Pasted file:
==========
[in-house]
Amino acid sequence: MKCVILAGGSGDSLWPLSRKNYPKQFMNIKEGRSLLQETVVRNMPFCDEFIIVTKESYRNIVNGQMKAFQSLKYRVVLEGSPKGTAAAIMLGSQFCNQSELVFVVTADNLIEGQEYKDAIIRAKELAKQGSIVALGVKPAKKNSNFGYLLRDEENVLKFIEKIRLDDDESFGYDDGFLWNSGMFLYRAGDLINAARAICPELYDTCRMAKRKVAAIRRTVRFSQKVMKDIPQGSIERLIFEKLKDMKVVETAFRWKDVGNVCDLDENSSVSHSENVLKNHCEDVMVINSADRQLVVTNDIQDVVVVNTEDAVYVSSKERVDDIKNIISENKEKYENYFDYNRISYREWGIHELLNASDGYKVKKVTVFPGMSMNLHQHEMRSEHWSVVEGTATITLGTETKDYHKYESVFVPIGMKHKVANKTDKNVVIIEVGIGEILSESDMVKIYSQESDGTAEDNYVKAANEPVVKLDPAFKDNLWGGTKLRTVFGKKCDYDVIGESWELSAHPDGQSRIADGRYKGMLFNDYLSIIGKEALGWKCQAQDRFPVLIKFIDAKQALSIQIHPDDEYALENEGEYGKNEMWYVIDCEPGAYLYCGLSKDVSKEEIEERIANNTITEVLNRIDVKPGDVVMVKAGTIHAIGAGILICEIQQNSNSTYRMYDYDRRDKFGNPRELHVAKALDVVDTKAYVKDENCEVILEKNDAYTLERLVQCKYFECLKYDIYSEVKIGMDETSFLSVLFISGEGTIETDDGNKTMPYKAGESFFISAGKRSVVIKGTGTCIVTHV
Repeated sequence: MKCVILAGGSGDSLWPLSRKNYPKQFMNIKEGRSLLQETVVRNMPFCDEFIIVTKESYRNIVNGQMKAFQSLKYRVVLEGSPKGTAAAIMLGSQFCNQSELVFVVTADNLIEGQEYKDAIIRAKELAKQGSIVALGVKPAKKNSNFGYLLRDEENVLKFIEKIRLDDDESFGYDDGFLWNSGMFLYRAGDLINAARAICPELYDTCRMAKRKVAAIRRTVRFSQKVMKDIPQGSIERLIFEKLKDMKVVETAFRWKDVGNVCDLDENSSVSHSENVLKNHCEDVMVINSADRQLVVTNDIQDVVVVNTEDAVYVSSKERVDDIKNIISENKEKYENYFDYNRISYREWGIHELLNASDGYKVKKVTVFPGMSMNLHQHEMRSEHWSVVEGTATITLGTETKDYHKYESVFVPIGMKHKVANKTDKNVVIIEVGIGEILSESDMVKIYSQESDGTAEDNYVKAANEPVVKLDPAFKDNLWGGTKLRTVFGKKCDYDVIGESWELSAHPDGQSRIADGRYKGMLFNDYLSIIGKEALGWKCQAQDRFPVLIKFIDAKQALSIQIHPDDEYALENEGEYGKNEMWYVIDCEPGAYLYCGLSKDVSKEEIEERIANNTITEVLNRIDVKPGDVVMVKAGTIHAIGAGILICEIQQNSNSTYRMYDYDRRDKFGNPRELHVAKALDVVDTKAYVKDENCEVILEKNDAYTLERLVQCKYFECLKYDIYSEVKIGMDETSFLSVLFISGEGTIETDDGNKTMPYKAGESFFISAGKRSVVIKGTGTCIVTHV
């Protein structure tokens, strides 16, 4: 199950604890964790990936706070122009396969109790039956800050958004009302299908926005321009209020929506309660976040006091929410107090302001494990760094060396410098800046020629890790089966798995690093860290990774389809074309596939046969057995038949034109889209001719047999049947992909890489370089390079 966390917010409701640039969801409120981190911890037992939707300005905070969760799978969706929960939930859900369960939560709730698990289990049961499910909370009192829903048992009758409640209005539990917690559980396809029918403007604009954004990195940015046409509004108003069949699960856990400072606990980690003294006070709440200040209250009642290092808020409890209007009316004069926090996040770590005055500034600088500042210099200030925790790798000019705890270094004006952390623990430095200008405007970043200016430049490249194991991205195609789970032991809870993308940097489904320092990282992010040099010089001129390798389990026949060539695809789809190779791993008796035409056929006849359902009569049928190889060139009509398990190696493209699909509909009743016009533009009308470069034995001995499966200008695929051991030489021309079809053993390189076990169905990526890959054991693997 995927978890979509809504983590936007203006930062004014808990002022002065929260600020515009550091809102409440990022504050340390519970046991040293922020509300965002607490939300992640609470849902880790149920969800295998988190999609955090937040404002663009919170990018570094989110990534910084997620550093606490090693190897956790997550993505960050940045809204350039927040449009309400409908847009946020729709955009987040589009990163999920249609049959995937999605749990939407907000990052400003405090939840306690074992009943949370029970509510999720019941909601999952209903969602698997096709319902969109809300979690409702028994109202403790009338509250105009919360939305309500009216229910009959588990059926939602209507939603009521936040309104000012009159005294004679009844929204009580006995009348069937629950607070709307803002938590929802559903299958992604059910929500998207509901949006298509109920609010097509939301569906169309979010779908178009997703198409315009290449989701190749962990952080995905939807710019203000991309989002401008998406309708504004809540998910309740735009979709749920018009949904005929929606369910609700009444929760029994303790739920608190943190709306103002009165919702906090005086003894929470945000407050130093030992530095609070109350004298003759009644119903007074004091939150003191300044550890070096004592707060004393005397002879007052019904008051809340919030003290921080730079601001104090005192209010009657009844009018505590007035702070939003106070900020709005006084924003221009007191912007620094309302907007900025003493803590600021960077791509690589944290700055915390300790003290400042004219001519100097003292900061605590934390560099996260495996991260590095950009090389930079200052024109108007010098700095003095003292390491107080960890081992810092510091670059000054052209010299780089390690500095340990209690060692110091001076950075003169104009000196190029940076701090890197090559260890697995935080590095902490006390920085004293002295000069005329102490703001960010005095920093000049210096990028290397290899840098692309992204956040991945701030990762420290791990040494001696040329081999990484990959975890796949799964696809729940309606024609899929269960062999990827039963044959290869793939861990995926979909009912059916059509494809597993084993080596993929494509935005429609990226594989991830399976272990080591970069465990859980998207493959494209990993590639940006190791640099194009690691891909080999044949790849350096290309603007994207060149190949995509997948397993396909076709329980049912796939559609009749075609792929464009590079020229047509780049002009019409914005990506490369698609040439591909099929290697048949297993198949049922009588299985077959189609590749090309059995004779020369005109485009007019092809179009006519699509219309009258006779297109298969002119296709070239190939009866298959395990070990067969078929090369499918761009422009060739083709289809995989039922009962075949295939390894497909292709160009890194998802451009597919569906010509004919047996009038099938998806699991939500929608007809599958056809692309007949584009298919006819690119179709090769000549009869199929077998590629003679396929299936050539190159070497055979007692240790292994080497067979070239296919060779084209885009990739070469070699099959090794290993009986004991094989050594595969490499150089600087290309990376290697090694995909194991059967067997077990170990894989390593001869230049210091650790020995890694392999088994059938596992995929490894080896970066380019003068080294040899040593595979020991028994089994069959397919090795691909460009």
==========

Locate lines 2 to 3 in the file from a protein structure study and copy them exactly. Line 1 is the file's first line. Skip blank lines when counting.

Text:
Amino acid sequence: MKCVILAGGSGDSLWPLSRKNYPKQFMNIKEGRSLLQETVVRNMPFCDEFIIVTKESYRNIVNGQMKAFQSLKYRVVLEGSPKGTAAAIMLGSQFCNQSELVFVVTADNLIEGQEYKDAIIRAKELAKQGSIVALGVKPAKKNSNFGYLLRDEENVLKFIEKIRLDDDESFGYDDGFLWNSGMFLYRAGDLINAARAICPELYDTCRMAKRKVAAIRRTVRFSQKVMKDIPQGSIERLIFEKLKDMKVVETAFRWKDVGNVCDLDENSSVSHSENVLKNHCEDVMVINSADRQLVVTNDIQDVVVVNTEDAVYVSSKERVDDIKNIISENKEKYENYFDYNRISYREWGIHELLNASDGYKVKKVTVFPGMSMNLHQHEMRSEHWSVVEGTATITLGTETKDYHKYESVFVPIGMKHKVANKTDKNVVIIEVGIGEILSESDMVKIYSQESDGTAEDNYVKAANEPVVKLDPAFKDNLWGGTKLRTVFGKKCDYDVIGESWELSAHPDGQSRIADGRYKGMLFNDYLSIIGKEALGWKCQAQDRFPVLIKFIDAKQALSIQIHPDDEYALENEGEYGKNEMWYVIDCEPGAYLYCGLSKDVSKEEIEERIANNTITEVLNRIDVKPGDVVMVKAGTIHAIGAGILICEIQQNSNSTYRMYDYDRRDKFGNPRELHVAKALDVVDTKAYVKDENCEVILEKNDAYTLERLVQCKYFECLKYDIYSEVKIGMDETSFLSVLFISGEGTIETDDGNKTMPYKAGESFFISAGKRSVVIKGTGTCIVTHV
Repeated sequence: MKCVILAGGSGDSLWPLSRKNYPKQFMNIKEGRSLLQETVVRNMPFCDEFIIVTKESYRNIVNGQMKAFQSLKYRVVLEGSPKGTAAAIMLGSQFCNQSELVFVVTADNLIEGQEYKDAIIRAKELAKQGSIVALGVKPAKKNSNFGYLLRDEENVLKFIEKIRLDDDESFGYDDGFLWNSGMFLYRAGDLINAARAICPELYDTCRMAKRKVAAIRRTVRFSQKVMKDIPQGSIERLIFEKLKDMKVVETAFRWKDVGNVCDLDENSSVSHSENVLKNHCEDVMVINSADRQLVVTNDIQDVVVVNTEDAVYVSSKERVDDIKNIISENKEKYENYFDYNRISYREWGIHELLNASDGYKVKKVTVFPGMSMNLHQHEMRSEHWSVVEGTATITLGTETKDYHKYESVFVPIGMKHKVANKTDKNVVIIEVGIGEILSESDMVKIYSQESDGTAEDNYVKAANEPVVKLDPAFKDNLWGGTKLRTVFGKKCDYDVIGESWELSAHPDGQSRIADGRYKGMLFNDYLSIIGKEALGWKCQAQDRFPVLIKFIDAKQALSIQIHPDDEYALENEGEYGKNEMWYVIDCEPGAYLYCGLSKDVSKEEIEERIANNTITEVLNRIDVKPGDVVMVKAGTIHAIGAGILICEIQQNSNSTYRMYDYDRRDKFGNPRELHVAKALDVVDTKAYVKDENCEVILEKNDAYTLERLVQCKYFECLKYDIYSEVKIGMDETSFLSVLFISGEGTIETDDGNKTMPYKAGESFFISAGKRSVVIKGTGTCIVTHV